In operation of the reactor 100, the ballast pump 104 is switched on to draw water from an open water body such as the sea, a lake, or a river, into the sea chest 105 and propel it under pressure through the conduit 102 into the reactor 100. This water will likely contain marine organisms native to the area in which the ship is located at the time, some of which may be capable of contributing to environmental damage if the water is discharged elsewhere.

The water passes through the conduit 108, at the end of which it encounters the vanes 118 and is given a helical swirling motion. As the water enters the first zone 122 of the housing 110, the cross-section of the reactor increases abruptly. The water also brushes against the electrodes 126, which are at this stage under power, and electrolytic reactions ensue, leading to the generation of gases, chiefly oxygen, hydrogen, chlorine, and bromine. The swirling action caused by the vanes causes these gases to mix evenly in the water, exposing any organisms to destructive effect. Furthermore, when transmitted through the water in the reaction chamber 100, the electrical charge itself has a destructive effect on the smaller marine organisms.

As the water leaves the first zone 122 and enters the tapered zone 124 of reaction chamber 110, the velocity of the water increases progressively. It will be appreciated by one of ordinary skill that, following the principle of Bernoulli, the increase in water velocity increases the local velocity pressure head in the water, but decreases the local static pressure head. It will be further appreciated that, if the water velocity is caused to increase to a sufficient degree, the static water pressure head will fall below the vaporization pressure of the water. This will effectively cause the water to boil, or “cavitate,” at the point of maximum water velocity. When this happens, small bubbles of vaporized water (mixed with any other gases dissolved in the water such as oxygen, hydrogen, and chlorine) appear, only to collapse again as the bubbles move into an area of higher static pressure head and lower velocity. The collapse of these bubbles in turn may cause high frequency and high energy shock waves (including frequencies in the ultrasonic, i.e., 20,000 hertz range), to travel through the water with the effect of destroying organisms locally present.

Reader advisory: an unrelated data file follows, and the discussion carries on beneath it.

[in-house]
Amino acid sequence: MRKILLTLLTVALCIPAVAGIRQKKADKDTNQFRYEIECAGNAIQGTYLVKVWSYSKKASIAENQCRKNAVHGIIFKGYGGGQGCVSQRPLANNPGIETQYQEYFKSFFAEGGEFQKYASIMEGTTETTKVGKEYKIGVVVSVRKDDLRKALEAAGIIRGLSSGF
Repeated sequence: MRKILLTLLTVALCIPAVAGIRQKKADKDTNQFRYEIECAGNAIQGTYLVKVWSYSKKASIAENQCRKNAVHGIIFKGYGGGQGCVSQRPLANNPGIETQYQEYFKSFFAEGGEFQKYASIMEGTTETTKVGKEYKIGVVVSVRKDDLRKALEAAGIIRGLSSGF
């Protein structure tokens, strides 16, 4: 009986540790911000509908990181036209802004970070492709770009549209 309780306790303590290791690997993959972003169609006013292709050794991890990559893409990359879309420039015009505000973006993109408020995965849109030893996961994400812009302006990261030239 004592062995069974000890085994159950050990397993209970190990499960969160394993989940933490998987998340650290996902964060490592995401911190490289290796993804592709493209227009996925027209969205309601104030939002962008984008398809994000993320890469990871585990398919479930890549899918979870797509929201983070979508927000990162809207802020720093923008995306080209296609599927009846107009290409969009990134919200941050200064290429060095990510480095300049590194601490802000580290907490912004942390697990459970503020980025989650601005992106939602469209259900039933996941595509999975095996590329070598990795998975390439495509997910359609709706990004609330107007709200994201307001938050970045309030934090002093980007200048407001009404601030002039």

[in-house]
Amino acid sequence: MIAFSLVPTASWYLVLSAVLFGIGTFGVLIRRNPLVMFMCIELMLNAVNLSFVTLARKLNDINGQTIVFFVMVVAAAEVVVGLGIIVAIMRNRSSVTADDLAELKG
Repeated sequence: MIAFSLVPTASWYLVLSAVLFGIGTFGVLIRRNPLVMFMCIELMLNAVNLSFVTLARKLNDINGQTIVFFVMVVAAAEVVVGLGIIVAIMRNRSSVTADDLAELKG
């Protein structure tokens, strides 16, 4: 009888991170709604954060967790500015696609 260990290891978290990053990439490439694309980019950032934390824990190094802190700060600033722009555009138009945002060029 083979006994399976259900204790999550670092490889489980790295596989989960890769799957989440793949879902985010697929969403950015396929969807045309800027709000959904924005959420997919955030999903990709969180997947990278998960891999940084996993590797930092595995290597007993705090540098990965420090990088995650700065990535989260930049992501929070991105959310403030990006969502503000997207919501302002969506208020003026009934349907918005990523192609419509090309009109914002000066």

However, it will be appreciated that, even if the water is not brought to the point of cavitation, it may be brought to a sub-atmospheric pressure just short of vaporization pressure. Many marine organisms are capable of surviving and even flourishing at considerable depth in water, and thus can resist pressures considerably greater than atmospheric pressure, but they are organically ill-equipped for sub-atmospheric pressures and suffer extreme stress from this cause alone, even without cavitation taking place.

Thus, the size of the orifice 133 between the first reaction chamber 110 and second reaction chamber 134 is selected so that, as the water passes through the orifice 133, its velocity is great enough to cause cavitation to occur in the water downstream of the orifice, or at least, to cause a substantial reduction in pressure below atmospheric pressure. In a preferred embodiment, the vanes 118 positioned at the orifice 133 impart a converging helical twisting motion to the water as it passes into the second chamber 134. This may have the effect of further accelerating the water velocity locally, and further increasing the degree of cavitation, and pressure reduction generally, in the water downstream of the orifice 133.

Accordingly, in the configuration of the preferred embodiment as described, cavitation is purposely induced downstream of the orifice 133, a location where the diameter of the apparatus abruptly increases in moving from first chamber housing 110 to second chamber housing 134. This has the advantage that the energy released by the imploding bubbles will not pass directly into surrounding metal surfaces of the second chamber housing 134 to cause damage. Rather, the energy first has to travel through a substantial body of water before reaching the metal surface of the housing. This configuration allows the sonic energy to substantially dissipate in the water, where it kills the organisms present, before acting on the remote metal surfaces of the second chamber 134. Should ultrasonic energy impact the remote metal surfaces of the chamber 134, the ceramic or other lining of the reactor may act to inhibit pitting or other damage to the metal components of the reactor, and the material of the lining provides the additional effects described above that are associated with its particular composition.

A further feature of the preferred embodiment is that, while passing through the first zone 136, additional electro-chemical forces are released on the organisms by the electrolytic action of the electrodes 126 present in this zone. These destructive effects are enhanced by exposure to the oxidising or otherwise toxic gases present, and by the presence of electrical fields in the water. The helical motion of the water in this zone imparted by vanes 118 advantageously facilitates mixing of the water in the environment of the toxic gases.

In the preferred embodiment, having passed through first zone 136, the water may once again be subjected to increased velocity as it passes along tapered zone 138, and then passes through orifice 147 at a velocity sufficient to cause cavitation downstream of the orifice 147 within the conduit 146. Vanes 118 may similarly be positioned at orifice 147 to induce a converging helical spiral flow. Thus, water flowing through the reactor 100 will encounter at least two locations where its velocity is increased to a point where cavitation occurs to induce high energy ultrasonic vibrations. Any organisms that survive treatment in the second reaction chamber 134 will be exposed to similar treatment downstream of the orifice 147 in the exit conduit 146.